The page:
When someone encrypts the package with the public key the package will be constructed so that only the private key will open it.

One way to think of it is like this:
- The sender borrows the opened padlock from the receiver, and locks it around their package
- The receiver can then just use their key to open it
(The padlock is the public key, and the matching key is the private key)

Hope this makes sense
• How do public and private keys correspond to each other? If they are not the same, how can we be sure that encrypted with public key message will be correctly decrypted by private key? And also if public key is openly available, what's the catch of private key if the message can be sniffed and decrypted to its original state using public key?
• How do public and private keys correspond to each other?
It depends on the one-way function being used for the encryption scheme e.g. in RSA the private key is the modular inverse of the public key mod phi(n)

If they are not the same, how can we be sure that encrypted with public key message will be correctly decrypted by private key?
Any encryption scheme will have a mathematical prove showing that the private key will act as a trapdoor for the corresponding public key. e.g. here is a proof of correctness for RSA ( https://en.wikipedia.org/wiki/RSA_(cryptosystem)#Proofs_of_correctness )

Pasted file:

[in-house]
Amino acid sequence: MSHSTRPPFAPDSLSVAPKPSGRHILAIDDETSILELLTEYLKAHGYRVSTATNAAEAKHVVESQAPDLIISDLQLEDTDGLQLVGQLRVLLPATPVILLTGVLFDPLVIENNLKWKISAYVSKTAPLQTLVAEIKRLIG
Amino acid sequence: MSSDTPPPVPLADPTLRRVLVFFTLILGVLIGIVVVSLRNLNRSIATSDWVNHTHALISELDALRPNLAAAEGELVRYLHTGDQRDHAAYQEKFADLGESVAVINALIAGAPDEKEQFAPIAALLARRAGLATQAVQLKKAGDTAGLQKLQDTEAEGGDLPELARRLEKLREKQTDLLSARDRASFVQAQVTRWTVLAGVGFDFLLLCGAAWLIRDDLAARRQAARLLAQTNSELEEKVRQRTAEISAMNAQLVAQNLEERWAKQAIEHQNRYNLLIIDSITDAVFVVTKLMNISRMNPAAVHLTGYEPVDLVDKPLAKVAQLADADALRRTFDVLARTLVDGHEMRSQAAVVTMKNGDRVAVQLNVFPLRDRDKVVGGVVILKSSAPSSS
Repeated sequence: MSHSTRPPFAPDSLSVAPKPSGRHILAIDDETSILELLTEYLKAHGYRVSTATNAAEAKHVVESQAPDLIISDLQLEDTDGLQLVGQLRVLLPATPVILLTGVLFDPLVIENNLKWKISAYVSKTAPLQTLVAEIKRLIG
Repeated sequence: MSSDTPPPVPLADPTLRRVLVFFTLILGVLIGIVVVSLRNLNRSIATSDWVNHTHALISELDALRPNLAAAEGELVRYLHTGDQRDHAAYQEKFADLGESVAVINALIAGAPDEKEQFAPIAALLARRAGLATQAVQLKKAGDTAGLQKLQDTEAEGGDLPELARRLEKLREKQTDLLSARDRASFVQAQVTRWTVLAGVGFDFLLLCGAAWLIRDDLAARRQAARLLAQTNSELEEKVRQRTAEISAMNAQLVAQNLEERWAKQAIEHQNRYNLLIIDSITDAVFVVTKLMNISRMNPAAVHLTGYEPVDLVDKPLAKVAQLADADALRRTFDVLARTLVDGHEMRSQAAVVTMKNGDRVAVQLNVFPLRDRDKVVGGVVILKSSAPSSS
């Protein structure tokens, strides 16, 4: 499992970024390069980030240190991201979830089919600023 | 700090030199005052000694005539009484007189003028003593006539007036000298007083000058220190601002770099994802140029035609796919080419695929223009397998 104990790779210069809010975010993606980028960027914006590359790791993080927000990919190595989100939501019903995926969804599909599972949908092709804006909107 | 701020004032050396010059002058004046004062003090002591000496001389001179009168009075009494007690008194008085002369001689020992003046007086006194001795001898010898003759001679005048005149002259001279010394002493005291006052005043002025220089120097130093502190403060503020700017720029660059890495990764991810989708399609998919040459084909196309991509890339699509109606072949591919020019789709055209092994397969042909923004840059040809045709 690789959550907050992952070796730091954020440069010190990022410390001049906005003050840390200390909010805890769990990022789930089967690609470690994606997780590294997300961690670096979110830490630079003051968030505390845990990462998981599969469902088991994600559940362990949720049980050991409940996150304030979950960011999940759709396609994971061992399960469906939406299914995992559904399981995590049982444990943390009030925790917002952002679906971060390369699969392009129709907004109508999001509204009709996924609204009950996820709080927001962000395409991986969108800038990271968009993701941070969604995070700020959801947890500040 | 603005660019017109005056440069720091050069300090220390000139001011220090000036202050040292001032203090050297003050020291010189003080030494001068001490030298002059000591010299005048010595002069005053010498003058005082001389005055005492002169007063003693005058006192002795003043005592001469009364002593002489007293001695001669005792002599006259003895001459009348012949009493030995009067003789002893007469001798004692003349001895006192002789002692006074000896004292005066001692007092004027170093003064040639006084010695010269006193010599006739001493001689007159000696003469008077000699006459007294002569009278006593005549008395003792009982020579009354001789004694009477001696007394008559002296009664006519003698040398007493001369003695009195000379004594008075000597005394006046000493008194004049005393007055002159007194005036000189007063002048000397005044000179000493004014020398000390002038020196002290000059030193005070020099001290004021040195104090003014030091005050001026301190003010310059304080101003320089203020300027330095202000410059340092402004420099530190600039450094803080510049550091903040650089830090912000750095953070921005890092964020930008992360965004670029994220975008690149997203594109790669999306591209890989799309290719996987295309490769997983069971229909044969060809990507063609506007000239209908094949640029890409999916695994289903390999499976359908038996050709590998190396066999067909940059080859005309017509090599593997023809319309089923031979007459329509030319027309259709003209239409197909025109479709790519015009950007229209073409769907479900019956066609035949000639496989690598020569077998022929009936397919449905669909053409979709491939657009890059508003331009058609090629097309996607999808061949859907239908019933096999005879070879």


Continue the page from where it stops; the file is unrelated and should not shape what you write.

And also if public key is openly available, what's the catch of private key if the message can be sniffed and decrypted to its original state using public key?
Not sure what this is trying to ask, but it should be impractical to decipher a ciphertext without the private key as this would be reversing a one way function. The public key will not help in reversing a one way function.
• If the message being encrypted is a short one, then wouldn't it be impossible for a hacker to tell what it was because words with the same number of letters exist? For example if the message was 'throw' it could be mistaken as 'wires' or 'never' (these are all 5-letter words).
• The number of letters in the word is irrelevant; it has nothing to do with the encryption process. The secret number or numbers used to encrypt the word are used to shift the letters by that number or numbers of spaces. 'Throw', 'wires', and 'never' would all look completely different from each other when encrypted... and when decrypted.
(1 vote)
• I know this sounds stupid but if someone sent an encrypted message in a language other than english i.e German or Dutch, would the message be more secured?
• This may be repetitive, but, in WWII, the US Army used the Navajo Indian's native language to encode the US military's plans. They were good because some words could have four different meanings.
If you are interested, here is another website: http://www.historynet.com/world-war-ii-navajo-code-talkers.htm
(1 vote)
• Will quantum computers render 1024-bit encryption obsolete? I mean, can’t quantum computers perform even faster calculations than anything used today? Sure, they have to be kept ultra-cold and stuff like that, but if a hacker wants to break into something ultra-valuable, it would be worth the risk, right?
• If public key is "public", does that mean everyone on the internet (including hacker) can get one? If that's the case what's the point of having a public key?
• Hello Yinhe,

Correct - the public key is available to everyone! The corresponding private key is a secret.

If I send a message to the world using your private key you are the only one who can decrypt it. On a related note, if you "sign" a message using your private key I can verify it came from you using your public key!

Regards,

APD
(1 vote)